Irish Crayfish- by Frank G. Swarner III

featured, Fly Patterns, Step-by-Step Tutorials — By on September 13, 2011 8:45 pm

A few years ago I was looking at Irish Shrimp flies in various books and thought that they would be good for Steelhead in New York……..and they were!! I also do well with crayfish style flies, so I tried to combine the two for a fairly simple and effective pattern. Hence the name Irish Crayfish. – I few years ago I was looking at Irish Shrimp flies in various books and thought that they would be good for Steelhead in New York……..and they were!! I also do well with crayfish style flies, so I tried to combine the two for a fairly simple and effective pattern. Hence the name Irish Crayfish. – Frank G. Swarner III

Hook: Alec Jackson size 1.5
Tip: Oval Tinsel – medium – Silver
Rear Collar: Coq de leon feather from a tailing pack (dark or medium pardo), Pheasant Rump feather (black)
Body: UV Ice dubbing gray
Mid Collar: Coq de leon feather from a tailing pack (dark or medium pardo), Pheasant Rump feather (black)
Body: UV Ice dubbing gray
Front Collar: Coq de leon feather from a tailing pack (dark or medium pardo), Pheasant Rump feather (black)
Wing 2: Pheasant body or breast feathers

Step 1: Insert the hook into the vice and make sure the shank is parallel to the table top. Attach your thread at the front and work your way back to a spot on the hook shank above the hook point.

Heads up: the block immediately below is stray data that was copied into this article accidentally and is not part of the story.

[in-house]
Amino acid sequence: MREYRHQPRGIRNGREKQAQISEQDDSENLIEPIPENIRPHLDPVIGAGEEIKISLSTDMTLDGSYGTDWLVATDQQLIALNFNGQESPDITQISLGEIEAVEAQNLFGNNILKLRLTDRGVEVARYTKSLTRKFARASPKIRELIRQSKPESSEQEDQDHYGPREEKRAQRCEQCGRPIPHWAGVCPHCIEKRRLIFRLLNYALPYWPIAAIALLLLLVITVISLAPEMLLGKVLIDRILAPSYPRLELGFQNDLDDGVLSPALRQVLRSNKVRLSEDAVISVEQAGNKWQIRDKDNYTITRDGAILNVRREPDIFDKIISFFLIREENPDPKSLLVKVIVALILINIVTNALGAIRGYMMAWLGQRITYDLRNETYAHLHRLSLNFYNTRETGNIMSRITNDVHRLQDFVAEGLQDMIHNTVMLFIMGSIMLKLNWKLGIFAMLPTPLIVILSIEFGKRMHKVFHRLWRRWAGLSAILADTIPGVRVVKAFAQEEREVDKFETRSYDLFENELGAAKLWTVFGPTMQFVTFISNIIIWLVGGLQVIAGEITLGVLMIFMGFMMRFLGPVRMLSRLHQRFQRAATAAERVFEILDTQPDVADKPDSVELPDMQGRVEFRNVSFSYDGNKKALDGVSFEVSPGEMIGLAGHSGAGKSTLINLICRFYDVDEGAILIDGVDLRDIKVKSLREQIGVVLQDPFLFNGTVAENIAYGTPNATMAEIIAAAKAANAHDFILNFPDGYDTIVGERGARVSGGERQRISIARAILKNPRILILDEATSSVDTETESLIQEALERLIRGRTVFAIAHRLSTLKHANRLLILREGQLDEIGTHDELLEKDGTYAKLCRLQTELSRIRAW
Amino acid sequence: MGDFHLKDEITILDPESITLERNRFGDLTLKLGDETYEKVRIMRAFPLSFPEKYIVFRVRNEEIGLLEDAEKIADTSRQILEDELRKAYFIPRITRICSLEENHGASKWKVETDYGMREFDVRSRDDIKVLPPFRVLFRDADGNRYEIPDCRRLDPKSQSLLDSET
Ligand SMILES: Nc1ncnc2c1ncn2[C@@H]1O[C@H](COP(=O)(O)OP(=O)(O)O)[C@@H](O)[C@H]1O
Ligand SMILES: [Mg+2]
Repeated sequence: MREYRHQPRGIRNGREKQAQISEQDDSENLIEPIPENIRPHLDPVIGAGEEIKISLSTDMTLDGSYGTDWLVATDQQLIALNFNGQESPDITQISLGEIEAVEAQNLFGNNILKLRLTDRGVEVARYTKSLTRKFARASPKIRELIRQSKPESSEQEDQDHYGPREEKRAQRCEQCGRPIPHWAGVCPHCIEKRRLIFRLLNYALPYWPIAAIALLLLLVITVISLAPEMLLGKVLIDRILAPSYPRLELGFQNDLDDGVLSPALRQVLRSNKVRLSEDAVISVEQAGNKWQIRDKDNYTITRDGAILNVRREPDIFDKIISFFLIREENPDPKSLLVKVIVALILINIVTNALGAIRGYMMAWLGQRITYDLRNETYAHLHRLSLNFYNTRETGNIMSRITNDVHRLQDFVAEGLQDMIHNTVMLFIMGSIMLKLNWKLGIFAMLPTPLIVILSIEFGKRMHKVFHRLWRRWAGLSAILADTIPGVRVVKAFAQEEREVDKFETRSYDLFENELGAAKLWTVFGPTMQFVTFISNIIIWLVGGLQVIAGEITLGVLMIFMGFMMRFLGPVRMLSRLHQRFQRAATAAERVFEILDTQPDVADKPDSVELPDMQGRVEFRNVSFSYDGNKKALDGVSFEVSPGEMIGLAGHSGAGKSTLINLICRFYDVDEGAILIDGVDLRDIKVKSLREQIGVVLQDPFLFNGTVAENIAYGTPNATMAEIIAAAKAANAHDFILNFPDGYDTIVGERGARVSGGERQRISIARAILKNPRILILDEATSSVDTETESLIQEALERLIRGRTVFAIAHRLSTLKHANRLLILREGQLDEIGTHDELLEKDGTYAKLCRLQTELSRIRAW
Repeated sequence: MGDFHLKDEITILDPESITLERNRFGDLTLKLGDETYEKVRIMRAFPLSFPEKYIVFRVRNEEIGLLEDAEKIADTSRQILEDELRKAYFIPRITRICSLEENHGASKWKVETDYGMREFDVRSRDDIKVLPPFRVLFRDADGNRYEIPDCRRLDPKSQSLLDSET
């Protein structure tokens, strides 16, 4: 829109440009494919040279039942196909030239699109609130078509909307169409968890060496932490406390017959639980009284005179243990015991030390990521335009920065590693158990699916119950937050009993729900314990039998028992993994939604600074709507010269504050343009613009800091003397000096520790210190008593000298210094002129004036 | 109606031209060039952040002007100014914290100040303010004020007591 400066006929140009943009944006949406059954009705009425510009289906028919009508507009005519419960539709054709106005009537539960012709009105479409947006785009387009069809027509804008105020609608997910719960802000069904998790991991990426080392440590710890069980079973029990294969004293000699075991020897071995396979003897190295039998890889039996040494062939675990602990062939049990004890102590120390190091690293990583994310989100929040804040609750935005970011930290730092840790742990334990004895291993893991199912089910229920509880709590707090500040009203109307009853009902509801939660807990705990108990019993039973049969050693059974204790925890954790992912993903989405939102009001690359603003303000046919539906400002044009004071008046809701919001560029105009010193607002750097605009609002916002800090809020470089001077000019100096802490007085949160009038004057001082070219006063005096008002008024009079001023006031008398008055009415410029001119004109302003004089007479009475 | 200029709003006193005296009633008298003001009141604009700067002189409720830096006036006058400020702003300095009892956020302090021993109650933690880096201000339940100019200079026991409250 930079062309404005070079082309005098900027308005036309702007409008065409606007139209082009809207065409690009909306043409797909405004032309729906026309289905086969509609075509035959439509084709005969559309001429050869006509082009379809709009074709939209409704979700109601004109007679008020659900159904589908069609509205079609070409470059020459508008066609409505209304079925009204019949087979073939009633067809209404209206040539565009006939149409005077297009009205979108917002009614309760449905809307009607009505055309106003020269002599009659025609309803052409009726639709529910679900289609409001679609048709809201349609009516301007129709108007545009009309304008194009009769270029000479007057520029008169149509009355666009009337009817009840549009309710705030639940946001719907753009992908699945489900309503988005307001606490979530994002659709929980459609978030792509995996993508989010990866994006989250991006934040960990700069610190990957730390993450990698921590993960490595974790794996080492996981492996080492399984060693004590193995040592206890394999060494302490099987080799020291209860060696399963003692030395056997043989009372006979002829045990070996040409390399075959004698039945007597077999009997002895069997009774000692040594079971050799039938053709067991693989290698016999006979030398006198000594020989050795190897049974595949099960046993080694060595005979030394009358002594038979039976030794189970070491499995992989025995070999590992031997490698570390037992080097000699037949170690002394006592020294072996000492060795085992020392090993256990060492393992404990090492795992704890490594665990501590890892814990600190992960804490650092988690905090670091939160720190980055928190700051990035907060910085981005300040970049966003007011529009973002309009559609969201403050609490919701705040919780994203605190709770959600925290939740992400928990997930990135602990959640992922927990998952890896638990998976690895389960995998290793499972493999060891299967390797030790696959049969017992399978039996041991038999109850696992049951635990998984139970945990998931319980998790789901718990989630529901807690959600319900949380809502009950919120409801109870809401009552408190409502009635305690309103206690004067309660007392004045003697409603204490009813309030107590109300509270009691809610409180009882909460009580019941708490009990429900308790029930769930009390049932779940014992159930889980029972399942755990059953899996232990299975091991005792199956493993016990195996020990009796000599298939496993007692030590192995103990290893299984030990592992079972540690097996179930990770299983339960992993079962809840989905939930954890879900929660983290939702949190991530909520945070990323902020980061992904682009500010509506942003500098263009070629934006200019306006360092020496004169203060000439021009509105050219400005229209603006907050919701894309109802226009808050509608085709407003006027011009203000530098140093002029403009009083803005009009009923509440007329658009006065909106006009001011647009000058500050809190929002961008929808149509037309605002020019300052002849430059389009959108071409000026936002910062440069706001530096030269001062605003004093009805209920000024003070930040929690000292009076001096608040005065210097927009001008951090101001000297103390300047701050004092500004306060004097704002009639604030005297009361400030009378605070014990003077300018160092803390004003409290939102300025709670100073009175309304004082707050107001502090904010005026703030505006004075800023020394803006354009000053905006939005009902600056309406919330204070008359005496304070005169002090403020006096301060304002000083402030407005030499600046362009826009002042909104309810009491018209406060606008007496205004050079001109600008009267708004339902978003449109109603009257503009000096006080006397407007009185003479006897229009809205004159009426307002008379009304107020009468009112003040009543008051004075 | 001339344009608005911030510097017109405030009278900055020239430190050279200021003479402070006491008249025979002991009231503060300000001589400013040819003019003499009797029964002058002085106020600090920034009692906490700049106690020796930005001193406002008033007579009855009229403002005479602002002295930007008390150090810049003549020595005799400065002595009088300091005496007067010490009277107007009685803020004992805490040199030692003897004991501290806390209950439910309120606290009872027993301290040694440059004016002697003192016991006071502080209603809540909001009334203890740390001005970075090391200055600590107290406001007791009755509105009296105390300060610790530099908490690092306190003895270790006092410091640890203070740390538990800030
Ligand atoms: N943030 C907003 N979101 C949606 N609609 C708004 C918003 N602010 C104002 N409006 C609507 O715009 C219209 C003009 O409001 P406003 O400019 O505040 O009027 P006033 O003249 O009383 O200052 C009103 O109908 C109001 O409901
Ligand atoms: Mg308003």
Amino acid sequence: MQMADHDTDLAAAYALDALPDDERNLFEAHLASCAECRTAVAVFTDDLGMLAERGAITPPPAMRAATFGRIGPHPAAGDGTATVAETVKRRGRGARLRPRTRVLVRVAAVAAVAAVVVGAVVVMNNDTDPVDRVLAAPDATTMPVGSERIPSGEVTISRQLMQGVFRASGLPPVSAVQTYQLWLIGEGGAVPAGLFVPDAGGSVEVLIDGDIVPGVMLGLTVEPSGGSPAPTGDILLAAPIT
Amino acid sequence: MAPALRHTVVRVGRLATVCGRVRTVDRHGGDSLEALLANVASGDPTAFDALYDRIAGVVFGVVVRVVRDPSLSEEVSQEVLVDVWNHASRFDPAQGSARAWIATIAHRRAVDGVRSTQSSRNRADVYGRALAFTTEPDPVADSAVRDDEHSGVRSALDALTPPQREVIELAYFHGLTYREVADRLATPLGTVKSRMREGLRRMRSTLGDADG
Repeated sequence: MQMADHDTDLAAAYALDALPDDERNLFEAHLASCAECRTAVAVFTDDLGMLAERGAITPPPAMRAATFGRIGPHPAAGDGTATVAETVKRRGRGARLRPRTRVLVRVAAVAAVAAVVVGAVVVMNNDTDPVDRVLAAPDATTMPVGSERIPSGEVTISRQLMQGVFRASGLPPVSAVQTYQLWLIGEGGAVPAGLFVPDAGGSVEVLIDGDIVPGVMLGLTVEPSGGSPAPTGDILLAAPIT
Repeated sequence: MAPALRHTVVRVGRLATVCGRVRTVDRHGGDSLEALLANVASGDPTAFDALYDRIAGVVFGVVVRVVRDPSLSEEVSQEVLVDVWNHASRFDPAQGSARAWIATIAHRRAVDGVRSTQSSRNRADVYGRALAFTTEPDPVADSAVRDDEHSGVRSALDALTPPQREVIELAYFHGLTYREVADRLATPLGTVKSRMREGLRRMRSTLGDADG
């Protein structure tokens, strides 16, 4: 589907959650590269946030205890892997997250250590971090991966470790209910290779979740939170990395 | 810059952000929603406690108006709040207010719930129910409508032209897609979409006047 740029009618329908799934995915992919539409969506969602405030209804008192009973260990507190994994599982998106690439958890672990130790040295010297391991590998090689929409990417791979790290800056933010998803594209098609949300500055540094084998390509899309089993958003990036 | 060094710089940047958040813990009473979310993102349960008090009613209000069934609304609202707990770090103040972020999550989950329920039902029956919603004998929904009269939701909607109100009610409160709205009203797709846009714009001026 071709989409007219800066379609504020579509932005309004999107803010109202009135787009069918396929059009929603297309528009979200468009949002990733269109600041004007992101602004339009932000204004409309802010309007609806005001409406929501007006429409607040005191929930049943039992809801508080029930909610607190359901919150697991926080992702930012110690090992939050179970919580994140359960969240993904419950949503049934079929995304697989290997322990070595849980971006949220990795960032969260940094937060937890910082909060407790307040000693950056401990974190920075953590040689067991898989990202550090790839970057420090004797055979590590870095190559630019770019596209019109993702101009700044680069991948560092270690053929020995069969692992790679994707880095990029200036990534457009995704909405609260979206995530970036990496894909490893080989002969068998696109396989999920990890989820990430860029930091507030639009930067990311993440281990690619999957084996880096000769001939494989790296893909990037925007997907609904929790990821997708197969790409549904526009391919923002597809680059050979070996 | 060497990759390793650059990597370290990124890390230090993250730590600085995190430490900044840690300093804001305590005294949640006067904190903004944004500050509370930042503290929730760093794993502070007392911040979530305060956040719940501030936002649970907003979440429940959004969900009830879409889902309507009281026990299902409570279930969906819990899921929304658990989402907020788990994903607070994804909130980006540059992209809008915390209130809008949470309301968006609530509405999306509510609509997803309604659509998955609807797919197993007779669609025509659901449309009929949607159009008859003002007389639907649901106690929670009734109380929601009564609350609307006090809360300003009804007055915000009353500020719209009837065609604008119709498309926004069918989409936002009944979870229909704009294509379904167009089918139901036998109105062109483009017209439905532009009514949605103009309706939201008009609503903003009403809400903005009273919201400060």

Step 2: Attach fine oval silver tinsel on the far side of the hook shank and wrap it 3-4 times to create a tip/butt.

Step 3: Critical for proportions. Select 3 Coq de leon hackles and 3 pheasant rump hackles. There should be one small, one medium, and one large feather of each type. Select the large Coq de leon feather and tie it in by the tip right in front of the tip/butt. Wrap it around the hook shank 3-5 times leaving a slight space in between each wrap. Tie off the feather, trim the butt end, then wrap the thread back over the stem and fibers until the thread is again just in front of the tip/butt. Select the large pheasant rump hackle and repeat the process.

Step 4: Spin some ice dubbing onto you thread and wrap it forward. Stop at the midpoint of the hook or slightly shorter. Perhaps 1/3, 2/3 will work for you. Think about what you are trying to make the fly look like and check out pictures of crayfish and make note of their proportions.

Step 5: Repeat step #3, but instead use the medium sized feathers.


Step 6: Repeat step #4 and stop short of the eye of the hook to leave room for more hackle and the “wing.”

Step 7: Repeat step #3, but instead use the small sized feathers.

Step 8: Trim the front and middle hackles on the top of the hook shank so the wing will lay flat over the body.

Step 9: Select two feathers from Ringneck skin dyed black. I like to pick them from the sides, just in front of the wings. Stagger the tips so one is longer than the other than strip off all the flioplume so you are only tying the stems to the shank. Insert the tips of the stems through the eye of the hook and mount the wing flat on top. When you have it seated how you like, fold the stems underneath the shank and tie them off on the bottom. Trim the excess and finish with head cement.

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Rating: +3 (from 3 votes)

1 Comment

  1. Desi Welch says:

    This is just a variation of the “General Practioner” a well know Scottish Salmon Fly.
    .This can be tied in many colours as well as the predominately orange of the true GP.
    One colour which if the fish are “DOUR” or have been in a pool a wee while is to tie it in “PURPLE with “Black “Legs (hackle brought under)
    Tight lines Desi Welch AKA Scotties Flies.

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    Rating: +2 (from 2 votes)

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